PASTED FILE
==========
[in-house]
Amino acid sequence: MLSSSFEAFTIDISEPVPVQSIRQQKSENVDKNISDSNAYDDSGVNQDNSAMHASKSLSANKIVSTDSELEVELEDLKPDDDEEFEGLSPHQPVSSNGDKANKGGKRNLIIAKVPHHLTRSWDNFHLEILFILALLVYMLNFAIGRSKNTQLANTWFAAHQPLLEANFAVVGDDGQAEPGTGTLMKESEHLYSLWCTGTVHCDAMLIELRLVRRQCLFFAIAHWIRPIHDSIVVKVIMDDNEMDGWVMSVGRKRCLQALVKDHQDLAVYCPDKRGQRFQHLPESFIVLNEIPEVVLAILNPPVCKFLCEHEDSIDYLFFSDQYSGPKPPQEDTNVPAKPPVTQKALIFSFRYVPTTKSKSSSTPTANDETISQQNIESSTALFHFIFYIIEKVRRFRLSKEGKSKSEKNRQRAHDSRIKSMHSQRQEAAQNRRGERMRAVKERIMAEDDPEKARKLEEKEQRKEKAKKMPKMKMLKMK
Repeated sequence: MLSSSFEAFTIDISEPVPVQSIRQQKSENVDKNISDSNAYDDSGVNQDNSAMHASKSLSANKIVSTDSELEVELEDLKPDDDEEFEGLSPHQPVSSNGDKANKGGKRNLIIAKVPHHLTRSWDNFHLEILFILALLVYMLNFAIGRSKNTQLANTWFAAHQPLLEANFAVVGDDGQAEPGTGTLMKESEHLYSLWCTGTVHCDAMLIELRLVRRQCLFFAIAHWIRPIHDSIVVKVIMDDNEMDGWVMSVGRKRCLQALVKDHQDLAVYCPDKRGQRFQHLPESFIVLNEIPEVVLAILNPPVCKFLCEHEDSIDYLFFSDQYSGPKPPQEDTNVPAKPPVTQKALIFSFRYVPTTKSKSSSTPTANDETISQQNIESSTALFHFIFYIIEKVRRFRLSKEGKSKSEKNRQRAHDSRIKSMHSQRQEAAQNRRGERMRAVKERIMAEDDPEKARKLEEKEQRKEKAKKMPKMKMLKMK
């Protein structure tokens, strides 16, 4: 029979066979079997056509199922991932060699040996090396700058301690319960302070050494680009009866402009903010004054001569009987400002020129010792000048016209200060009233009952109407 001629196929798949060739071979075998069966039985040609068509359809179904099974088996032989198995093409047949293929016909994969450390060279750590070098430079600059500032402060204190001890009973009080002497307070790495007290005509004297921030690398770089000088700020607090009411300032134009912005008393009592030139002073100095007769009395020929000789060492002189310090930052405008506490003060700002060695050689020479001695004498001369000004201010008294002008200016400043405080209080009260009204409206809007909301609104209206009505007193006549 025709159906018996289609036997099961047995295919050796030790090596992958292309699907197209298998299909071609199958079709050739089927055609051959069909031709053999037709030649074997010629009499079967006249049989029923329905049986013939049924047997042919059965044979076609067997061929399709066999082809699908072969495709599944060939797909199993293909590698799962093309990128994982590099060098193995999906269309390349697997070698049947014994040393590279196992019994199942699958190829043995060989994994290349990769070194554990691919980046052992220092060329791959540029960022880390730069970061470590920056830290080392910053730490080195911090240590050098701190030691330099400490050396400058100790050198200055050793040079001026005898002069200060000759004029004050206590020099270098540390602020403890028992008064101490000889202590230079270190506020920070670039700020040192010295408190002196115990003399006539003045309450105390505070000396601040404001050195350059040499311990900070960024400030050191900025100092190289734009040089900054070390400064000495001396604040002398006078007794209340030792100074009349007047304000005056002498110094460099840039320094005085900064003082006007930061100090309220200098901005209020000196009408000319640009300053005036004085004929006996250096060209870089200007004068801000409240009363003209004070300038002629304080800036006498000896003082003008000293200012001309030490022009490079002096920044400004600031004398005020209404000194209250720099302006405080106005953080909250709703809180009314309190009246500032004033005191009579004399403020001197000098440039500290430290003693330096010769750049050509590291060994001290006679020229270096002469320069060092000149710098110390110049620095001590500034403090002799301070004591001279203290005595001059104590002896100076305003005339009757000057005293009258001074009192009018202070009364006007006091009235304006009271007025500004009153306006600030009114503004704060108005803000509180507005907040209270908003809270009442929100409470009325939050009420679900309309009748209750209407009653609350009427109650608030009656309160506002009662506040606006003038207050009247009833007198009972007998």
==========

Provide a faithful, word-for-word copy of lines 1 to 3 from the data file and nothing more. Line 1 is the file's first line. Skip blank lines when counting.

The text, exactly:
[in-house]
Amino acid sequence: MLSSSFEAFTIDISEPVPVQSIRQQKSENVDKNISDSNAYDDSGVNQDNSAMHASKSLSANKIVSTDSELEVELEDLKPDDDEEFEGLSPHQPVSSNGDKANKGGKRNLIIAKVPHHLTRSWDNFHLEILFILALLVYMLNFAIGRSKNTQLANTWFAAHQPLLEANFAVVGDDGQAEPGTGTLMKESEHLYSLWCTGTVHCDAMLIELRLVRRQCLFFAIAHWIRPIHDSIVVKVIMDDNEMDGWVMSVGRKRCLQALVKDHQDLAVYCPDKRGQRFQHLPESFIVLNEIPEVVLAILNPPVCKFLCEHEDSIDYLFFSDQYSGPKPPQEDTNVPAKPPVTQKALIFSFRYVPTTKSKSSSTPTANDETISQQNIESSTALFHFIFYIIEKVRRFRLSKEGKSKSEKNRQRAHDSRIKSMHSQRQEAAQNRRGERMRAVKERIMAEDDPEKARKLEEKEQRKEKAKKMPKMKMLKMK
Repeated sequence: MLSSSFEAFTIDISEPVPVQSIRQQKSENVDKNISDSNAYDDSGVNQDNSAMHASKSLSANKIVSTDSELEVELEDLKPDDDEEFEGLSPHQPVSSNGDKANKGGKRNLIIAKVPHHLTRSWDNFHLEILFILALLVYMLNFAIGRSKNTQLANTWFAAHQPLLEANFAVVGDDGQAEPGTGTLMKESEHLYSLWCTGTVHCDAMLIELRLVRRQCLFFAIAHWIRPIHDSIVVKVIMDDNEMDGWVMSVGRKRCLQALVKDHQDLAVYCPDKRGQRFQHLPESFIVLNEIPEVVLAILNPPVCKFLCEHEDSIDYLFFSDQYSGPKPPQEDTNVPAKPPVTQKALIFSFRYVPTTKSKSSSTPTANDETISQQNIESSTALFHFIFYIIEKVRRFRLSKEGKSKSEKNRQRAHDSRIKSMHSQRQEAAQNRRGERMRAVKERIMAEDDPEKARKLEEKEQRKEKAKKMPKMKMLKMK